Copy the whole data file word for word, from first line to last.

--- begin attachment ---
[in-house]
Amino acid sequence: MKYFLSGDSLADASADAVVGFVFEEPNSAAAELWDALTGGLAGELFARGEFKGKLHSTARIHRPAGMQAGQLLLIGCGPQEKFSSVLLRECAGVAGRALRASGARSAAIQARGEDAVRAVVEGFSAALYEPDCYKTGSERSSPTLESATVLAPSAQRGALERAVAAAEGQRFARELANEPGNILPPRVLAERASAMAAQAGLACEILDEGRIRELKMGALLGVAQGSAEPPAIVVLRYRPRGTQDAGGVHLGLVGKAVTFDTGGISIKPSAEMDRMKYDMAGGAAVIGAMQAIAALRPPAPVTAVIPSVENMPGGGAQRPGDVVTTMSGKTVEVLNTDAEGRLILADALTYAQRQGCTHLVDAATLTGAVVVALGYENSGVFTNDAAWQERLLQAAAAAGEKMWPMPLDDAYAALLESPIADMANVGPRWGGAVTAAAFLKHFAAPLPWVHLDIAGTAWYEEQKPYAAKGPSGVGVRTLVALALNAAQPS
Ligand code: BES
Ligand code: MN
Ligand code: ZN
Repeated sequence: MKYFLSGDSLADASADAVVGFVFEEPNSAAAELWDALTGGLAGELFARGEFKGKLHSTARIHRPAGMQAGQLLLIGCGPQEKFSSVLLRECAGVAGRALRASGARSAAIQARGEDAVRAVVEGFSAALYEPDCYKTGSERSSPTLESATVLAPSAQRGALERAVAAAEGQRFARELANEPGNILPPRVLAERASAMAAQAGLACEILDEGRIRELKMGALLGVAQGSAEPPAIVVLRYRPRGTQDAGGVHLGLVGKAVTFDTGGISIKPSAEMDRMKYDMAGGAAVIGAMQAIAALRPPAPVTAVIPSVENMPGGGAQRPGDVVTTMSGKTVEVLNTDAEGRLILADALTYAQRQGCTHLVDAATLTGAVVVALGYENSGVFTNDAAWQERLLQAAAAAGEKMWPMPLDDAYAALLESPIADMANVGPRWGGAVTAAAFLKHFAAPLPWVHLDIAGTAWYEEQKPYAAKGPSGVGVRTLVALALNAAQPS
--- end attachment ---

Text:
[in-house]
Amino acid sequence: MKYFLSGDSLADASADAVVGFVFEEPNSAAAELWDALTGGLAGELFARGEFKGKLHSTARIHRPAGMQAGQLLLIGCGPQEKFSSVLLRECAGVAGRALRASGARSAAIQARGEDAVRAVVEGFSAALYEPDCYKTGSERSSPTLESATVLAPSAQRGALERAVAAAEGQRFARELANEPGNILPPRVLAERASAMAAQAGLACEILDEGRIRELKMGALLGVAQGSAEPPAIVVLRYRPRGTQDAGGVHLGLVGKAVTFDTGGISIKPSAEMDRMKYDMAGGAAVIGAMQAIAALRPPAPVTAVIPSVENMPGGGAQRPGDVVTTMSGKTVEVLNTDAEGRLILADALTYAQRQGCTHLVDAATLTGAVVVALGYENSGVFTNDAAWQERLLQAAAAAGEKMWPMPLDDAYAALLESPIADMANVGPRWGGAVTAAAFLKHFAAPLPWVHLDIAGTAWYEEQKPYAAKGPSGVGVRTLVALALNAAQPS
Ligand code: BES
Ligand code: MN
Ligand code: ZN
Repeated sequence: MKYFLSGDSLADASADAVVGFVFEEPNSAAAELWDALTGGLAGELFARGEFKGKLHSTARIHRPAGMQAGQLLLIGCGPQEKFSSVLLRECAGVAGRALRASGARSAAIQARGEDAVRAVVEGFSAALYEPDCYKTGSERSSPTLESATVLAPSAQRGALERAVAAAEGQRFARELANEPGNILPPRVLAERASAMAAQAGLACEILDEGRIRELKMGALLGVAQGSAEPPAIVVLRYRPRGTQDAGGVHLGLVGKAVTFDTGGISIKPSAEMDRMKYDMAGGAAVIGAMQAIAALRPPAPVTAVIPSVENMPGGGAQRPGDVVTTMSGKTVEVLNTDAEGRLILADALTYAQRQGCTHLVDAATLTGAVVVALGYENSGVFTNDAAWQERLLQAAAAAGEKMWPMPLDDAYAALLESPIADMANVGPRWGGAVTAAAFLKHFAAPLPWVHLDIAGTAWYEEQKPYAAKGPSGVGVRTLVALALNAAQPS